Running for hope and gratitude, Ruxton native tackles first half marathon in Orlando

The inspiration for Team in Training runs her first race nearly 30 years after being diagnosed with acute lymphocytic leukemia

January 06, 2012|Kevin Cowherd

At the ungodly hour of 5:30 this morning, they step off the Walt Disney World Half Marathon in Orlando: the lean, serious speedsters and the dedicated plodders and the fat guys in Mickey Mouse ears just hoping to make it to the first water stop.

Among them will be 28-year-old Georgia Cleland, a small woman from Ruxton with a ready smile. And you can bet she'll be smiling today, because hers might be the best story in the entire field, a three-hankie tale of a family's love and a father's crazy idea that raised millions for cancer research and spawned the whole running-for-a-cause movement.

The story begins on a March day in 1986. The Clelands are living in Rye, N.Y. Georgia is 2. Her mother, Isobel, has just returned with her from a visit to the doctor's office. Izzie Cleland had been concerned about Georgia's many ear infections and sicknesses and the strange bruises on her body.

Now she knows.

She picks up the phone and delivers the terrible news to her husband, Bruce: Georgia has acute lymphocytic leukemia.

Bruce feels as if a wall has just caved in on him.

"That was one of the tough days," he says now. "In my ill-informed mind, it meant death."

Back then, the long-term survival rate was around 55 percent . Sixty years ago, it was zero. Today it's over 90 percent . But that's getting ahead of the story.

Now, after Georgia's diagnosis, the Clelands plunge into the terrifying world of blood cancer patients.

Endless hospital stays, chemotherapy, radiation – Georgia endures it all. She undergoes cranial radiation to stop the disease from spreading to her brain. The procedure will leave her with learning disabilities.

Little by little, though, her health improves. Finally, after two harrowing years, the disease is in remission. But the little girl is by no means out of danger.

In the meantime, the Clelands join the Leukemia Society of America (now the Leukemia & Lymphoma Society). They help out at fundraisers. But Bruce is frustrated, too. He's an investment guy on Wall Street. And he wonders if there isn't a better way to raise money for a cure.

One night, exhausted after yet another fundraiser and unable to sleep, it comes to him: he'll get a team up to run the New York City Marathon. People will pledge money for each mile run. Or they'll bet against the runners finishing and Cleland will rake in the cash that way.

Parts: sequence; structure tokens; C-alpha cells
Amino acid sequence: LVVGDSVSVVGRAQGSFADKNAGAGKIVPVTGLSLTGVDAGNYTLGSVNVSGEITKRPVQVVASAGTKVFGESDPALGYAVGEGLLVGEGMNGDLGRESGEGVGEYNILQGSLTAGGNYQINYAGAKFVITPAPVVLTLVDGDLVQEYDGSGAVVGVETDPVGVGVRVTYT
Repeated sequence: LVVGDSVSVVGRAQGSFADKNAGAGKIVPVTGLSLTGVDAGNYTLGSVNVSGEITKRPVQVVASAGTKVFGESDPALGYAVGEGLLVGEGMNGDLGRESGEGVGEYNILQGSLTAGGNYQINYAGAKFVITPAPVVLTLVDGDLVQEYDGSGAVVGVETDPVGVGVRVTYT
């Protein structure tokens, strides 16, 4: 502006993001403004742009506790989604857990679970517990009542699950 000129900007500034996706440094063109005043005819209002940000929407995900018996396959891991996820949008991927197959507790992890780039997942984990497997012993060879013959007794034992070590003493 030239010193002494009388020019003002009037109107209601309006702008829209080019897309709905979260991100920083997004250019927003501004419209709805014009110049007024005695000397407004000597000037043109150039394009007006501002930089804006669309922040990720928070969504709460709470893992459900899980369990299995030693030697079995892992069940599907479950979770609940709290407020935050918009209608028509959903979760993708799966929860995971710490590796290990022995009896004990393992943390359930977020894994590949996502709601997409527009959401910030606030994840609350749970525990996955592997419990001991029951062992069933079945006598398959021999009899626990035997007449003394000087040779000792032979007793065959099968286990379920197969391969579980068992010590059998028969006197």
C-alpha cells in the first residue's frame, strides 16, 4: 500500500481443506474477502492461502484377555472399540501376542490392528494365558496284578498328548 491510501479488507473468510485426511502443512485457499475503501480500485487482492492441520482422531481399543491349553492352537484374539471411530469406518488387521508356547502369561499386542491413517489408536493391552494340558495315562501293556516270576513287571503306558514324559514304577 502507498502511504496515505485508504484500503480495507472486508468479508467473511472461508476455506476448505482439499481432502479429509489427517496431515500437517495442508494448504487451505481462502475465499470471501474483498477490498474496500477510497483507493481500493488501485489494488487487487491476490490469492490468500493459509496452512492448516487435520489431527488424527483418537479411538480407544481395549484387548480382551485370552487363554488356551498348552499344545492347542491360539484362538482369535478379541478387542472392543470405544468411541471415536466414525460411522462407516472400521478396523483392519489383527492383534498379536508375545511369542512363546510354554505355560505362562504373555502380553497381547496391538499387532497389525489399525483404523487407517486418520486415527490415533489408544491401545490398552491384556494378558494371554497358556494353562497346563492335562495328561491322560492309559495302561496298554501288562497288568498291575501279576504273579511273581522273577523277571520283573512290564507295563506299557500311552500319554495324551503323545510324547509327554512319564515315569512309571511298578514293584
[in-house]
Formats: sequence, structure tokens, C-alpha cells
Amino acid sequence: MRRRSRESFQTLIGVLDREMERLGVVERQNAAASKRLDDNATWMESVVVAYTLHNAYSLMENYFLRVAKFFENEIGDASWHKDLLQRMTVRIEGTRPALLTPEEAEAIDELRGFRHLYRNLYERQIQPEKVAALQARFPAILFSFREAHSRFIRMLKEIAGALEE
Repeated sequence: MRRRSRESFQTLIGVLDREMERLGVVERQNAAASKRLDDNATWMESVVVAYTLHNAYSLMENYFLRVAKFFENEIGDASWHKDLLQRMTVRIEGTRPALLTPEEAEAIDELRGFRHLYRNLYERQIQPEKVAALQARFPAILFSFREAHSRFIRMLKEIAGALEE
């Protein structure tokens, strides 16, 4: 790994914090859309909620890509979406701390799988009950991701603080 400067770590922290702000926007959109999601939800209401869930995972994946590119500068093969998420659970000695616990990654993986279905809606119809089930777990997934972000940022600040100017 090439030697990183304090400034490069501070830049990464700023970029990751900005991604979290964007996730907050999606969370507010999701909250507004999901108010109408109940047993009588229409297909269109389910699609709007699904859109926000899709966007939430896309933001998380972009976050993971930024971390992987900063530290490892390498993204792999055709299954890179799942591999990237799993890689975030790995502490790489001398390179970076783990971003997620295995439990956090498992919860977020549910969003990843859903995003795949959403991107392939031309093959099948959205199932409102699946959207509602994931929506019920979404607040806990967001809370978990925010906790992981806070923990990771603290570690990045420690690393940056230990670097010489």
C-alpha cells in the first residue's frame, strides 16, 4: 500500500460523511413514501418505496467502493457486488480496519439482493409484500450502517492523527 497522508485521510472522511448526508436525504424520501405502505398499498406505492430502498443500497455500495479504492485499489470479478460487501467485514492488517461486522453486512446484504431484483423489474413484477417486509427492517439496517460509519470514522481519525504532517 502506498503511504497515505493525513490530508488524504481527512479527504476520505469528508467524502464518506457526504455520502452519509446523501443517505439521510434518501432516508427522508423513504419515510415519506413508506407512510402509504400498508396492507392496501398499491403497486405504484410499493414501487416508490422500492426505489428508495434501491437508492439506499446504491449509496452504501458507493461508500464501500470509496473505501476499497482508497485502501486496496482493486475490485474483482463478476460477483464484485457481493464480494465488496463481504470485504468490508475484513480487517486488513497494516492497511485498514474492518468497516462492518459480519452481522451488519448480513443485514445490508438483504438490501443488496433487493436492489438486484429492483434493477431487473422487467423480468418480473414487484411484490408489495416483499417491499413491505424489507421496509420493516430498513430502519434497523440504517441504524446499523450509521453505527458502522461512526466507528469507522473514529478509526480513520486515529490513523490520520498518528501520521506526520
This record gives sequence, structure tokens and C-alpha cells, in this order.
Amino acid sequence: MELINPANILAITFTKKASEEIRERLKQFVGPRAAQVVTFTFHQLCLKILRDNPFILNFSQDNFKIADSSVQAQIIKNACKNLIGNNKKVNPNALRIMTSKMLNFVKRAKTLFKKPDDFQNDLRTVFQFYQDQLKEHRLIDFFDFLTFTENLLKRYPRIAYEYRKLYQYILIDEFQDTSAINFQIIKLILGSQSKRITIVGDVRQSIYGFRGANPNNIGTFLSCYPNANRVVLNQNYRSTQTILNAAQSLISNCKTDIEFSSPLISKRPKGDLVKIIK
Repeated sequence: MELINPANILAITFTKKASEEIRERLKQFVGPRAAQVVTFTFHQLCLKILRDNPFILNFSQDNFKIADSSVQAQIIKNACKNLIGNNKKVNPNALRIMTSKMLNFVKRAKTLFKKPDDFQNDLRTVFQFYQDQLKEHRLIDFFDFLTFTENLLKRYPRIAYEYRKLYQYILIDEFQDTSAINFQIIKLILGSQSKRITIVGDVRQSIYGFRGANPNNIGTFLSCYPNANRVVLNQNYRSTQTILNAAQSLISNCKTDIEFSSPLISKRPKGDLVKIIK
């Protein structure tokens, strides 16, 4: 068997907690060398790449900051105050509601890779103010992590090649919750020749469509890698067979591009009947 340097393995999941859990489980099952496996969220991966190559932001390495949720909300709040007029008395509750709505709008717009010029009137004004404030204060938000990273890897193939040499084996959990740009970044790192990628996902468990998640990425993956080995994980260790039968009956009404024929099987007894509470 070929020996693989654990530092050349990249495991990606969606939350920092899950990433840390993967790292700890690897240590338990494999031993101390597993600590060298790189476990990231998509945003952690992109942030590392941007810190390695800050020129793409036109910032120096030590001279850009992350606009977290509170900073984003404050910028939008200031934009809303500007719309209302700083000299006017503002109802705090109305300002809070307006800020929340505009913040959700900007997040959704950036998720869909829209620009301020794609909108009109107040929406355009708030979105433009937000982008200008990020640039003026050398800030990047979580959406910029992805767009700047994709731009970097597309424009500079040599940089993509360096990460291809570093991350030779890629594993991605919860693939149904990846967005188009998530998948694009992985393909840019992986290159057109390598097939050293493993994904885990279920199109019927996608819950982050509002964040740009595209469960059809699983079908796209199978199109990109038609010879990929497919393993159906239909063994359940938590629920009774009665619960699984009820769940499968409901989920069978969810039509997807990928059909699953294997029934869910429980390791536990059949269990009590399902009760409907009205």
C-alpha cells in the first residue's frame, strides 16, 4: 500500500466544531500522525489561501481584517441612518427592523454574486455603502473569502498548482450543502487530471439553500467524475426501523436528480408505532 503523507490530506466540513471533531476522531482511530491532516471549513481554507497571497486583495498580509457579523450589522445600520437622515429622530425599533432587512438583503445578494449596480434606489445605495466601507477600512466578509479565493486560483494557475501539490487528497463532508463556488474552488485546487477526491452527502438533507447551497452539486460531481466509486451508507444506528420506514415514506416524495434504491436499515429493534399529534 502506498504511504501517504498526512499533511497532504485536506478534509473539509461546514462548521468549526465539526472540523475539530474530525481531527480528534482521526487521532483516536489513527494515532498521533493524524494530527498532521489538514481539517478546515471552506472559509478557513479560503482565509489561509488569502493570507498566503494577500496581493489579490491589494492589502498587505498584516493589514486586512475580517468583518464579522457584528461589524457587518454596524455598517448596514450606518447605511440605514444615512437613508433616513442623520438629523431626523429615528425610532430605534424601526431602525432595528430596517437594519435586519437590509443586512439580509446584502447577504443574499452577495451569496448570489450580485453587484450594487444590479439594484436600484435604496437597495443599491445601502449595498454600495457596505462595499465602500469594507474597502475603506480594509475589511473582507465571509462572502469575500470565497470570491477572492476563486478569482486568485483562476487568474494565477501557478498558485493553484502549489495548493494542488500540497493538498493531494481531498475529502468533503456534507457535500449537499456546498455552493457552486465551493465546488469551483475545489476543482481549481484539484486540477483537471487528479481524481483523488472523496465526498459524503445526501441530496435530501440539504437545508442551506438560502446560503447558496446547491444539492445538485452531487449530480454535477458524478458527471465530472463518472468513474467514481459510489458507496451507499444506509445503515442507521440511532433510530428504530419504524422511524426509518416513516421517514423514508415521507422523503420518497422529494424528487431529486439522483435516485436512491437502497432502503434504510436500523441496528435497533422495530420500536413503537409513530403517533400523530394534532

It's lunacy, of course. He's in his early 40's and totally out of shape. Plus he's got a bad knee from his rugby days in New Zealand. He's lucky if he can run to the mailbox, never mind 26.2 miles.

Doesn't matter. At 7 that morning, he calls a buddy in L.A., explains his plan.

There's a pause on the other end of the line.

"You gotta be freaking crazy," his buddy says. And hangs up.

"'Cause it was 4 in the morning in L.A.!" Cleland recalls.

But eventually his buddy says: count me in. And soon after, Cleland has rounded up 39 others to run, too. He calls them Team in Training. They meet in a church hall for their first workout. But it's a sorry-looking bunch: a lot of fatsos, a lot of folks with creaking joints and God knows what other issues.

"There were people breathing hard just walking up the steps," Cleland says.

But Cleland is undeterred. He gets his friend Rod Dixon, a fellow New Zealander and the '83 NYC Marathon winner, to train this motley bunch for 10 months. They meet once a month at a local dive bar to go over progress. And 38 of them show up at the starting line on that November day in 1988.

Thirty-eight of them finish, too. Cleland crosses the line in five hours and 20 some minutes, his bum knee screaming but his arms raised in triumph. And Team in Training raises a whopping $320,000 for leukemia research.

A month later, the head of the Leukemia Society calls Cleland and asks him for a plan to replicate the Team in Training concept for local chapters around the country. And from this, the Society says, the "fund-racing" model that swept the country was born.

Now flash forward to May of last year. Georgia Cleland, all grown up, is working for the Leukemia Society as an operations assistant and receptionist. She's on a mission to lose weight, working with a personal trainer and a nutritionist so she can look good in her bridesmaid's dress for her brother James' wedding.

"We gotta shimmy!" she keeps telling everyone. And the pounds are coming off. Eventually, almost 70 of them will.

A few months later, Bruce Cleland gets a call on his cell. It's Georgia.

"Dad," she says, voice vibrating with excitement, "I have to tell you something. I'm going to do the Disney Half Marathon in Orlando."

Bruce almost drops the phone. He doesn't know what to say.

"I thought she was setting herself up for failure," he says now. But Georgia didn't.

"I felt awesome," she says of her decision. "I wasn't scared at all. It was like: let's do this!"

So this morning in Orlando, in the inky pre-dawn darkness, the story comes full circle.

With her parents and siblings cheering her on, Georgia Cleland, happy and healthy now, will run with 900 other Team in Training teammates from all over the country, all of them in purple and green, the colors of the Leukemia & Lymphoma Society.

"It's . . . a way of giving back to the people who helped me," she says. A way "to say thank you to everyone who put their best foot forward."

Her time won't matter at all. The only number that matters today is this: $1.2 billion raised by Team in Training for blood cancer research since Bruce Cleland took that first halting run with his bum knee all those years ago.

Kevin.cowherd@baltsun.com

Listen to Kevin Cowherd Tuesdays at 7:20 a.m. on 105.7 The Fan's "The Norris and Davis Show."

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